Uniswap is the leading Decentralized Crypto Exchange (DEX) that runs on the Ethereum Blockchain. Uniswap, with the use of an Automated Market Maker (AMM), allows you to trade any ERC20 token in a decentralized environment without any intermediary. Uniswap is also the 5th largest DeFi application running on Ethereum Network with 7.3 Billion dollars in Total Value Locked. If you wish to learn more about Uniswap, visit my previous article here. This is a comprehensive step-by-step guide on how to use Uniswap Exchange.
In addition to Ethereum, someone can find Uniswap also on Polygon, Arbitrum, and Optimism Layer 2 networks. By the time you read this article, you might be able to use Uniswap on other blockchain networks. Due to the high fees on Ethereum Network, I will use Polygon Network in this guide. However, the same steps apply to all networks.
To use Uniswap, you will need to have your Metamask wallet set up on Ethereum, Polygon, or the corresponding network you intend to use Uniswap. In addition, you will require to have some tokens of the native currency used on the network. These tokens are needed to pay gas fees for each transaction. For example, you must have ETH in your wallet for Ethereum and Arbitrum, MATIC for Polygon, etc.
Metamask is not the only non-custodial wallet you can use. Other non-custodial wallets you can use include Coinbase Wallet, Trust Wallet, and any other wallet that supports WalletConnect. However, for this guide, we use Metamask.
To set up Metamask, you can follow the guides below:
|Network||Native Token||Network Profile||Metamask Guide|
|Ethereum||$ETH||Ethereum Network||How to set up Metamask on Ethereum|
|Polygon||$MATIC||Polygon Network||How to add Polygon to Metamask|
Finally, the other pre-requisite is to have the tokens you want to swap in your wallet. If you’re going to exchange BTC for MATIC, USDC or any other ERC20 token, you need to have BTC in your wallet.
How to trade on Uniswap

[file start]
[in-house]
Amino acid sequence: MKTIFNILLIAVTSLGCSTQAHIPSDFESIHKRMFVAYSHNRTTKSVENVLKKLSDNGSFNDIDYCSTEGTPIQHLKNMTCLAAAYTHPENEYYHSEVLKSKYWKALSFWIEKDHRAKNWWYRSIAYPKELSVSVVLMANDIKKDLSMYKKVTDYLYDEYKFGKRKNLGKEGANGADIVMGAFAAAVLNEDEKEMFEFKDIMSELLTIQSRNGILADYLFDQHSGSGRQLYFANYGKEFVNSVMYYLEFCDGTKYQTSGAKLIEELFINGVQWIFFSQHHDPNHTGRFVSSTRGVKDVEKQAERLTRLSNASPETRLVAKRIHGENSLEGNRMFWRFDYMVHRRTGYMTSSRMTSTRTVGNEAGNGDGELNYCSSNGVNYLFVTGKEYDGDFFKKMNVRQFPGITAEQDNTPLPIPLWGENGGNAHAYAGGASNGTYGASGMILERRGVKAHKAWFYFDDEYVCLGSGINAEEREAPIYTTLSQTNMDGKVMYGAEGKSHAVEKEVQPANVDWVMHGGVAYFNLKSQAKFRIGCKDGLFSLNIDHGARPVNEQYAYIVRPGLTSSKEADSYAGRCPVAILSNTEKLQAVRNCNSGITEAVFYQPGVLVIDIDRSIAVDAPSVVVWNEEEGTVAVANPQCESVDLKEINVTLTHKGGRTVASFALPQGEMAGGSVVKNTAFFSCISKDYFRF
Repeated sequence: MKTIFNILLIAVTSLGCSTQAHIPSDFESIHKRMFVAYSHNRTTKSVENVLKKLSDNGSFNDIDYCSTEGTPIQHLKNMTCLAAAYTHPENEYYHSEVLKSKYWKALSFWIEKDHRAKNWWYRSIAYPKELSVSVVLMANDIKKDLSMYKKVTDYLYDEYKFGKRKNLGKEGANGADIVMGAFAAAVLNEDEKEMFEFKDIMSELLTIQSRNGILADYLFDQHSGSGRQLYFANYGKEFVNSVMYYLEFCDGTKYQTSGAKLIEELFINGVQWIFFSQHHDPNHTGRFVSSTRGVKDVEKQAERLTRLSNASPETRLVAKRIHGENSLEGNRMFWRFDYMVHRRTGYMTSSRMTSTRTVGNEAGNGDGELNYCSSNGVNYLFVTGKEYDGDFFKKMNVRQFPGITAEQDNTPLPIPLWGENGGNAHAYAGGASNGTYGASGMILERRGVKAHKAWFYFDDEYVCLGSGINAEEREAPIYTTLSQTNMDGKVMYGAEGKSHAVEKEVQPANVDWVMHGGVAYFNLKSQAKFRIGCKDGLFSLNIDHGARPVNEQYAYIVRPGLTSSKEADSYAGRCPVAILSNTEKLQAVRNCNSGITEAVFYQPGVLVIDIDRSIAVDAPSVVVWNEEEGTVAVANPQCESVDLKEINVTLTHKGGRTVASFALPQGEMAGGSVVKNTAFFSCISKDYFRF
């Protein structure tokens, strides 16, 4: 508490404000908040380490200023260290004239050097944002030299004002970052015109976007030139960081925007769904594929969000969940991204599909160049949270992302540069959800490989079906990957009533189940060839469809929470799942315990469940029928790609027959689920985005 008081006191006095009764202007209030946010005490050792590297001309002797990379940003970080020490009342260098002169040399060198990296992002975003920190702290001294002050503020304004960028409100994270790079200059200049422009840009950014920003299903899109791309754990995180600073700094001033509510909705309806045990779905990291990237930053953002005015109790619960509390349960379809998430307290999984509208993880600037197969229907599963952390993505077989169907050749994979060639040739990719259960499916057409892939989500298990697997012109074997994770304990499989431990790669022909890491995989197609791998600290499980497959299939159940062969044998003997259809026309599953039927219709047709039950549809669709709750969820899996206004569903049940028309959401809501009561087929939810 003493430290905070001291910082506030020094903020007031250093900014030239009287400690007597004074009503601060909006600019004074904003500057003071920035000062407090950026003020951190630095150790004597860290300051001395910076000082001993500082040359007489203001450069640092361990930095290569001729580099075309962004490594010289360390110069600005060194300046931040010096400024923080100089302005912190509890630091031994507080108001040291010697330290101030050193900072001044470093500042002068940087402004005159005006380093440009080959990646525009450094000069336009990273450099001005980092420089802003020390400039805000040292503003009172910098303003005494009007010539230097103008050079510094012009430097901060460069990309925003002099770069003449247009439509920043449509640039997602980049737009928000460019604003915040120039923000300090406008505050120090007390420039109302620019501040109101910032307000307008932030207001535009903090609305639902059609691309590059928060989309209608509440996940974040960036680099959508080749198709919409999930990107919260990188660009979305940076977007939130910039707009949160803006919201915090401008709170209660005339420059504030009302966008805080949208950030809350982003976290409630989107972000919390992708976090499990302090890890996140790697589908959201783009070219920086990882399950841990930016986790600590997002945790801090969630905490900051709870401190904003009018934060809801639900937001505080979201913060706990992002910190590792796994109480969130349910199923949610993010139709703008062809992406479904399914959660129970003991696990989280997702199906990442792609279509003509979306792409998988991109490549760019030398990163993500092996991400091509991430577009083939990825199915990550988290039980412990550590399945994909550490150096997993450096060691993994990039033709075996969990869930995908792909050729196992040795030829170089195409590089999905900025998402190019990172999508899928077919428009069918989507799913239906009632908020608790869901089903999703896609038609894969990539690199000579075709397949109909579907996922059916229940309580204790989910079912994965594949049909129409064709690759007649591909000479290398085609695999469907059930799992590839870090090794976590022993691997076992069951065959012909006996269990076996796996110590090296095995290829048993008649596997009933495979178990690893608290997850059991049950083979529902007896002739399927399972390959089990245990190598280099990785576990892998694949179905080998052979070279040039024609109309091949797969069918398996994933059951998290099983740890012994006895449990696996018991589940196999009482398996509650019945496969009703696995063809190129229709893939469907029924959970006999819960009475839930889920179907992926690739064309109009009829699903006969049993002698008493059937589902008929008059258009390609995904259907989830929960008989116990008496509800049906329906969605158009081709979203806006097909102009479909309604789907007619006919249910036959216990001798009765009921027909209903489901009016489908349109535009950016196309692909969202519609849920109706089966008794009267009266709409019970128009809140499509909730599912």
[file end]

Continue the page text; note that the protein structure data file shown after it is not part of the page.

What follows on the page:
Step 1: Select Network
Use the following link to navigate to Uniswap Exchange: https://app.uniswap.org/#/swap. Click on the upper right of the screen and select the network you want to use.
Step 2: Connect your Wallet
Once you select the network, your Metamask wallet will connect automatically (if you used the exchange before) or have to do it manually. If it’s the first time you are using Uniswap, click on the connect wallet button on the upper right of your screen.
Step 3: (Optional) Configure your trade settings
Once you click on the Settings button as visualized in the screen above, Uniswap’s setting pop-up will come up.
On the setting pop-up, you will find the following four configurations you can change:
- Slippage Tolerance: Slippage allows you to specify the difference in the price you are willing to accept. On the screen above, I specify that I am willing to accept a 0.1% change in price. Therefore, in worst case scenario, I will receive 0.1% less tokens, compared to the one showed on Uniswap’s screen. This is required, since the price can change by the time your transaction is executed, due to trading activity on the exchange. Your transaction will revert if price changes unfavorably by more than this percentage.
- Transaction Deadline: Since Uniswap operates on a Decentralized Environment, your transaction is not executed immediately. When you send your transaction to the network, it goes into what is called a “Transaction Pool”, and remains pending until a validator executes it. Based on transaction activity, gas fees, etc, your transaction can remain pending for a long time. Here you can specify, how long you are willing to wait for the network to execute your transaction. Your transaction will revert if it’s pending for more than the specified amount.